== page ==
(Am J Manag Care. 2009;15:S42-S47)

More than 1 million percutaneous coronary intervention (PCI) procedures are performed in the United States each year. Patients with significant lesions (>50%) in 1 or more coronary arteries are suitable for PCI and fall into 4 major categories1:

1) Elective PCI: asymptomatic ischemia or Canadian Cardiovascular Society class I or II angina (mild);

2) Urgent PCI: class III angina but no acute coronary syndromes (ACS) (symptoms limit physical activity);

3) Emergent or primary PCI for ST-segment elevation myocardial infarction (STEMI): acute thrombus obstructing a coronary artery; and

4) Non-ST-segment elevation ACS with acute thrombus occluding or partially occluding coronary artery. May be "urgent" or "emergent" depending on symptoms and electrocardiogram findings or diagnosis of myocardial infarction (MI).1

Originally, PCI was performed without stenting via balloon angioplasty in 1977 that reduced stenosis and relieved ischemic symptoms as well as decreased the frequency of major adverse cardiac events such as reinfarction and the need for urgent target vessel revascularization.2 However, it was associated with elastic recoil and acute occlusion (leading to MI) as well as neointimal hyperplasia (leading to restenosis and rehospitalization). Introduced in 1994, and accounting for more than 70% of PCI by the late 1990s, bare-metal stents (BMSs) reduced the risk of acute closure, thrombosis, and restenosis.3 Drug-eluting stents (DESs), containing antiproliferative agents, were introduced in 2003 and further reduced the rates of restenosis and early thrombosis to less than 1%.3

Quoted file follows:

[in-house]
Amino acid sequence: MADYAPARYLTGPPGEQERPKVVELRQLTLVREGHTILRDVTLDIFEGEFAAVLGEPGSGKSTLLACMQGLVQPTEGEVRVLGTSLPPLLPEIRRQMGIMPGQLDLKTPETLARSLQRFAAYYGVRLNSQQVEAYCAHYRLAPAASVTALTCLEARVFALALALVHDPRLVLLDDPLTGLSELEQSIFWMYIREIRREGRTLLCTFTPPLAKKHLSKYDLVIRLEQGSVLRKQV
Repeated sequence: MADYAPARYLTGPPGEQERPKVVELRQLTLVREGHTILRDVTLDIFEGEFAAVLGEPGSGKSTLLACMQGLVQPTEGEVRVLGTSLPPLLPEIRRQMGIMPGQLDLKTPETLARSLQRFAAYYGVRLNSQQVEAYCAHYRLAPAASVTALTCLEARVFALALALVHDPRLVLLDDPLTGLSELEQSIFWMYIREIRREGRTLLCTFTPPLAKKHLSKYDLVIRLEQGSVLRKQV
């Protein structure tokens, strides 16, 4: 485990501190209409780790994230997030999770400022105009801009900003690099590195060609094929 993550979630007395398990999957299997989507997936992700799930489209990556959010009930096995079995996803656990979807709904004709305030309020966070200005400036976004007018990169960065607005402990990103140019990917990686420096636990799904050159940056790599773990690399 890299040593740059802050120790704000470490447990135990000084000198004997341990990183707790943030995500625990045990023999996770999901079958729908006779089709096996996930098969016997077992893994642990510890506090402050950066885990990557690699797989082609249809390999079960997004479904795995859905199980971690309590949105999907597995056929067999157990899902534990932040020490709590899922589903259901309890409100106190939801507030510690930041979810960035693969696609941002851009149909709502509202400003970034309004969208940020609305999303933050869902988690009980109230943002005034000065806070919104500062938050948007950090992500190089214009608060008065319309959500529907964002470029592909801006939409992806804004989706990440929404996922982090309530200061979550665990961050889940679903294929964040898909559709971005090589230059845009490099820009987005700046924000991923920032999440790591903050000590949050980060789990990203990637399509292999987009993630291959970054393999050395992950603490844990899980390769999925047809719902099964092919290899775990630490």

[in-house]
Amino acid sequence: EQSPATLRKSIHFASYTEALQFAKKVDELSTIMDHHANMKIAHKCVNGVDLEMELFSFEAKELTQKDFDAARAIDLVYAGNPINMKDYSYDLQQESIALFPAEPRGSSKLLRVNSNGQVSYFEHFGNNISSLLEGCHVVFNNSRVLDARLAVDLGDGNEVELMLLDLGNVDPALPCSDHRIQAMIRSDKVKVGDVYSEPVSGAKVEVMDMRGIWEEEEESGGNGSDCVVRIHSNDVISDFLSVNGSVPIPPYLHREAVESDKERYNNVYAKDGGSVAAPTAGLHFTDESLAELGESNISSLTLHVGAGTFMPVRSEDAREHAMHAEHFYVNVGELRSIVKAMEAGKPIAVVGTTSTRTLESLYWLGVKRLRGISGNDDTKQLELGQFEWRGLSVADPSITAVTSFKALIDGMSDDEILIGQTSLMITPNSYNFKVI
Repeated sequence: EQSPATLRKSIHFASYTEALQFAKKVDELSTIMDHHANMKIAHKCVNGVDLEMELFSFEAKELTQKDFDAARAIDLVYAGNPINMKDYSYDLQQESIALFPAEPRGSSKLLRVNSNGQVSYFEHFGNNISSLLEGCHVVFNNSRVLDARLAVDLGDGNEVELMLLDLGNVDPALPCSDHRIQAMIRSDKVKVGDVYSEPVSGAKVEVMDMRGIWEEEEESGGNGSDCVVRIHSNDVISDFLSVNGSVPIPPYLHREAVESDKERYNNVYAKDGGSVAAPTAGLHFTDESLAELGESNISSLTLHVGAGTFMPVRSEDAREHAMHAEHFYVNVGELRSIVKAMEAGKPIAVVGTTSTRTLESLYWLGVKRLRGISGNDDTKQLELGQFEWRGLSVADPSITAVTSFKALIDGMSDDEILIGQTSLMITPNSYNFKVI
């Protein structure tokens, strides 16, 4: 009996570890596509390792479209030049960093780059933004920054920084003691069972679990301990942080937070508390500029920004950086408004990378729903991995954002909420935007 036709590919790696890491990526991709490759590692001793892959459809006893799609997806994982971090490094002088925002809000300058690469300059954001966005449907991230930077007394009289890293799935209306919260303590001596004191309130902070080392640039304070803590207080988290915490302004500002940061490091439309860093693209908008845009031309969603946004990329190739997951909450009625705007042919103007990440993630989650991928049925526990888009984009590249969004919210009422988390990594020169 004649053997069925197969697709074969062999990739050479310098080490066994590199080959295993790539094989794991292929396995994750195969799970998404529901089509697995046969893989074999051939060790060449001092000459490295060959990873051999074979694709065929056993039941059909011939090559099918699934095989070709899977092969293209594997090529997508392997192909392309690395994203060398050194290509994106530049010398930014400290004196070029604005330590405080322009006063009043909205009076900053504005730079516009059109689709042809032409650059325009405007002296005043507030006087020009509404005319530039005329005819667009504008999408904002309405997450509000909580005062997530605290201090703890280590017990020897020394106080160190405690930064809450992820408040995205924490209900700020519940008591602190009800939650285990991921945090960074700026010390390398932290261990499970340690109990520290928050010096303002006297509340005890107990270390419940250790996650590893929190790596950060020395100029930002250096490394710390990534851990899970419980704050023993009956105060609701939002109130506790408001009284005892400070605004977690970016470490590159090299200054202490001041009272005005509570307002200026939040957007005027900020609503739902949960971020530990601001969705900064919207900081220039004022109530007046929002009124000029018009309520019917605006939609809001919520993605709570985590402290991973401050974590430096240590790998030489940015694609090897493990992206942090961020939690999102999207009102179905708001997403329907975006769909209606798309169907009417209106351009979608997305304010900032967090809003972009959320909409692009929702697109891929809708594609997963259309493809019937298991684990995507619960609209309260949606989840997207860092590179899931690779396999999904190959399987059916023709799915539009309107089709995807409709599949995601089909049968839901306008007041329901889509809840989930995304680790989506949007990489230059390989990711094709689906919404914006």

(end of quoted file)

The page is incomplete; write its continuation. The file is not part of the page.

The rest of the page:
Restenosis and Late Stent Thrombosis